The first day of winter brings snow, winds and damage to parts of New South Wales

Snow has fallen across parts of NSW on the first day of winter, and a snowfield is set to break early as the wild weather continues to wreak havoc.

Residents of Blayney, Bathurst, Oberon and west Lithgow reported drops Tuesday night as temperatures plummeted.

Reykha Levi works between Bathurst and Lithgow and says the snow is very deep.

“It’s pretty heavy… it’s sitting on the road, and it’s pretty thick; it’s up to your ankles,” he said.

“We have some staff who live in Bathurst – they can’t report in the morning due to heavy snow and the roads are closed.”

“I have been working here for the last seven years and many times I have seen this happen.”

snow cover in the fields
A strong cold front has brought a blanket of snow to many parts of the NSW Central Tablelands.(Supplied: Kaysy Sutton)

The Bureau of Meteorology (BOM) says temperatures dropped overnight to 1 degree Celsius in Orange and around 1.5C in Bathurst.

But the “feel like” temperature was much worse.

In Orange it “felt like” -8C.

Meteorologist Helen Reid says strong winds are bringing temperatures down.

“More in the eastern part of the Tablelands, but that means it’s going to be a windy day in the western part of the Tablelands too.”

freezing farms

Livestock producers received some warnings about freezing conditions.

Horses have been forced and sheep and cattle huddled together to protect themselves from gusts of wind.

James Gilmore raises sheep and cattle in Black Springs, near Oberon, which has received widespread snow cover.

Man smiling at camera while standing next to quad bike
James Gilmore says it’s going to be a long winter.(ABC Central West: Xanthe Gregory)

“Cattle take a bit of a hit during these cold times,” he said.

“They’re certainly not making progress, they’re probably just maintaining body condition and if not losing something.

“So it takes a toll on them, and especially going through calving can affect their calving rates a little bit if you’re right in the middle.”

But he said winter weather was part of living in the Central Tablelands.

“I don’t think we’re worried about that, it’s a cold start,” he said.

Snow thrown in the garden
Heavy snow has fallen on Meadow Flat near Bathurst in the NSW Central Tablelands. (Supplied: Peter Evans)

icy gust

There is some relief in sight.

The BOM says the strong cold front leaving Antarctica-like conditions behind is receding and temperatures should start to warm slightly on Friday.

No more snow is forecast this week.

“That probability will have passed,” Reid said.

“While we have showers in the forecast, we don’t expect snow to be as important a feature as the atmosphere will have moved in some direction.”

Vehicles covered by a layer of snow
Heavy snow has fallen at Perisher Ski Resort in the Snowy Mountains.(Supplied: Perisher Ski Resort)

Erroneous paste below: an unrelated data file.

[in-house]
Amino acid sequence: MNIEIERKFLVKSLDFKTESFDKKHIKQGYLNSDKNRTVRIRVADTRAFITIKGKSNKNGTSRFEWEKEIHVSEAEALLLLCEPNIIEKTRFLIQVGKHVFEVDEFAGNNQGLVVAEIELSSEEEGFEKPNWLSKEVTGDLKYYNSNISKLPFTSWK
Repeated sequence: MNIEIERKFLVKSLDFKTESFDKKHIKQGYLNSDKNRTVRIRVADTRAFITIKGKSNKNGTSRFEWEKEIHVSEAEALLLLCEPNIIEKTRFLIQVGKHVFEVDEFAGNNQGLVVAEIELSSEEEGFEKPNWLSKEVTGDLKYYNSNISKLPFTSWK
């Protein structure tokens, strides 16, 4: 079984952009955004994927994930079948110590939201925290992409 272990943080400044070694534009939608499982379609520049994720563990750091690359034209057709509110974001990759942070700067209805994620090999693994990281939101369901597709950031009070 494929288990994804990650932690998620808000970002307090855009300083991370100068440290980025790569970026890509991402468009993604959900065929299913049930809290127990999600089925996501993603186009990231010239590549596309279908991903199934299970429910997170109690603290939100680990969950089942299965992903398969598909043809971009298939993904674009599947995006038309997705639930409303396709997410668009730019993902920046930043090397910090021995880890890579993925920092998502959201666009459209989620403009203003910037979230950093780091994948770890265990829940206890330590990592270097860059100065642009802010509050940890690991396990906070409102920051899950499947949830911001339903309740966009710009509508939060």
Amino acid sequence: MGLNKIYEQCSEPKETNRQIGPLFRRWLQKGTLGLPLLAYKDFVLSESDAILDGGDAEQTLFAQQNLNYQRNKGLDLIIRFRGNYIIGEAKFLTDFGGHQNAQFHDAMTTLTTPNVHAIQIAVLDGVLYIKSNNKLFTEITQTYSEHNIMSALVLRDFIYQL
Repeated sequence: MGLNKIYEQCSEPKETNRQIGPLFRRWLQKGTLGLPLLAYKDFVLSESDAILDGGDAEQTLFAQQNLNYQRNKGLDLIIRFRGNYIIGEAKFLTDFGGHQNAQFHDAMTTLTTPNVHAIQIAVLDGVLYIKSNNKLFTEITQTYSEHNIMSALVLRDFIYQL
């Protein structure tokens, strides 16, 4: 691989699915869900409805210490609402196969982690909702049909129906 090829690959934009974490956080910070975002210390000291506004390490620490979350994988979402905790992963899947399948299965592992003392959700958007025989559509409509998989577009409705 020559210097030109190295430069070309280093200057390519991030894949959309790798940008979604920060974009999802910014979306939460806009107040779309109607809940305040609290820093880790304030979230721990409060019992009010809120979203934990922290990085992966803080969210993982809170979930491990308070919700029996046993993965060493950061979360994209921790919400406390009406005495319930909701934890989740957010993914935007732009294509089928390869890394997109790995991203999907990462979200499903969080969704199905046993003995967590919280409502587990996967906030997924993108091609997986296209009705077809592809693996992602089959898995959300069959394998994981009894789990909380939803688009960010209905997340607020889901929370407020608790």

Heavy falls in the Snowy Mountains of New South Wales have prompted the Perisher ski area to open early this season.

Yesterday it announced that it would open this weekend on Saturday, after reports of falls of 30 centimeters in the last 24 hours.

Snow continues to fall in the region today, with the BOM forecasting a high chance of snow down to 1000 meters.

Four schools remain closed today due to weather, up from 12 closed on Tuesday.

They are Ebor Public, Meadow Flat Public, Thalgarrah Environmental Education Center, and Werris Creek Public.

wild winds

snow covering vehicles
Vehicles are covered in snow at Perisher Ski Resort.(Supplied: Perisher Ski Resort)

Strong winds are also wreaking havoc across the rest of NSW.

The State Emergency Service has responded to more than 1,400 calls for help, with the worst weather in Hunter and the lower mid-North Coast.

Spokesman Adam Jones said strong winds had started to move towards Illawarra.

“There will be gusts of 70 to 100 kilometers per hour, which is quite important,” he said.

“All along the coast, we’re really asking the community to make some sensible decisions.

“Trees, with how wet the ground is, can fall over quite easily, which is what we’re seeing.”

Nearly 4,000 homes in NSW remain without power, up from more than 20,000 on Tuesday.

The most affected area was on the central north coast.

“The trees have definitely been the biggest problem there, a lot of debris everywhere, a lot of loose items,” Essential Energy spokeswoman Raylene Myers said.

Damaging winds could make today challenging for crews again.

“Safety is the number one priority. So they will mitigate any risks they identify, but will continue to work where they can to get the lights back on,” Ms. Myers said.

Gloucester Chamber of Business President Matt Clinch said power was restored to High Street after 6 p.m.

He said the widespread power outage was difficult for many businesses, food operators and accommodation providers.

“It was a bit of a shock to some,” he said.

“It was a great loss.”

Aware , updated

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